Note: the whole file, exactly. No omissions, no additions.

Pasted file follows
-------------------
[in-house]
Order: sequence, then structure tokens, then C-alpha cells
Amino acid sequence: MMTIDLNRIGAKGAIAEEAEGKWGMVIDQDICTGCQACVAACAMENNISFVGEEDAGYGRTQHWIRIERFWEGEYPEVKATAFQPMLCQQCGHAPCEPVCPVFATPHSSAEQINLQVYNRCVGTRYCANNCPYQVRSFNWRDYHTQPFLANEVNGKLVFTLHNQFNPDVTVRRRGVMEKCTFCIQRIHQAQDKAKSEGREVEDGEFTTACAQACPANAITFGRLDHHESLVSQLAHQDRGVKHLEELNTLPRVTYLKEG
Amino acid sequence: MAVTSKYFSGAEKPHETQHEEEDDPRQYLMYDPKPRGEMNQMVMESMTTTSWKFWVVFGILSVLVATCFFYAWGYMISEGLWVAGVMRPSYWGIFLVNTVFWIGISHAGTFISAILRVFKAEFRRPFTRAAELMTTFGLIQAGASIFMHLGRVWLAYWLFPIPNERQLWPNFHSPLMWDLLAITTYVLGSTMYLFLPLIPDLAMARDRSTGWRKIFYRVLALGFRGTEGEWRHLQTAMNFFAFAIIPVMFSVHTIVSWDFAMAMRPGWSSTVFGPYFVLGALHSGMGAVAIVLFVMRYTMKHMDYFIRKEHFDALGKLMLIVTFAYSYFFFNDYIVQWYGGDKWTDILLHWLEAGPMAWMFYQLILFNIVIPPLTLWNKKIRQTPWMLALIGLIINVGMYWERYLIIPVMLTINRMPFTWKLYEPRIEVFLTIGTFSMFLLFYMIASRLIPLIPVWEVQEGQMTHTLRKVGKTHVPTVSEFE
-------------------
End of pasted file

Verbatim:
[in-house]
Order: sequence, then structure tokens, then C-alpha cells
Amino acid sequence: MMTIDLNRIGAKGAIAEEAEGKWGMVIDQDICTGCQACVAACAMENNISFVGEEDAGYGRTQHWIRIERFWEGEYPEVKATAFQPMLCQQCGHAPCEPVCPVFATPHSSAEQINLQVYNRCVGTRYCANNCPYQVRSFNWRDYHTQPFLANEVNGKLVFTLHNQFNPDVTVRRRGVMEKCTFCIQRIHQAQDKAKSEGREVEDGEFTTACAQACPANAITFGRLDHHESLVSQLAHQDRGVKHLEELNTLPRVTYLKEG
Amino acid sequence: MAVTSKYFSGAEKPHETQHEEEDDPRQYLMYDPKPRGEMNQMVMESMTTTSWKFWVVFGILSVLVATCFFYAWGYMISEGLWVAGVMRPSYWGIFLVNTVFWIGISHAGTFISAILRVFKAEFRRPFTRAAELMTTFGLIQAGASIFMHLGRVWLAYWLFPIPNERQLWPNFHSPLMWDLLAITTYVLGSTMYLFLPLIPDLAMARDRSTGWRKIFYRVLALGFRGTEGEWRHLQTAMNFFAFAIIPVMFSVHTIVSWDFAMAMRPGWSSTVFGPYFVLGALHSGMGAVAIVLFVMRYTMKHMDYFIRKEHFDALGKLMLIVTFAYSYFFFNDYIVQWYGGDKWTDILLHWLEAGPMAWMFYQLILFNIVIPPLTLWNKKIRQTPWMLALIGLIINVGMYWERYLIIPVMLTINRMPFTWKLYEPRIEVFLTIGTFSMFLLFYMIASRLIPLIPVWEVQEGQMTHTLRKVGKTHVPTVSEFE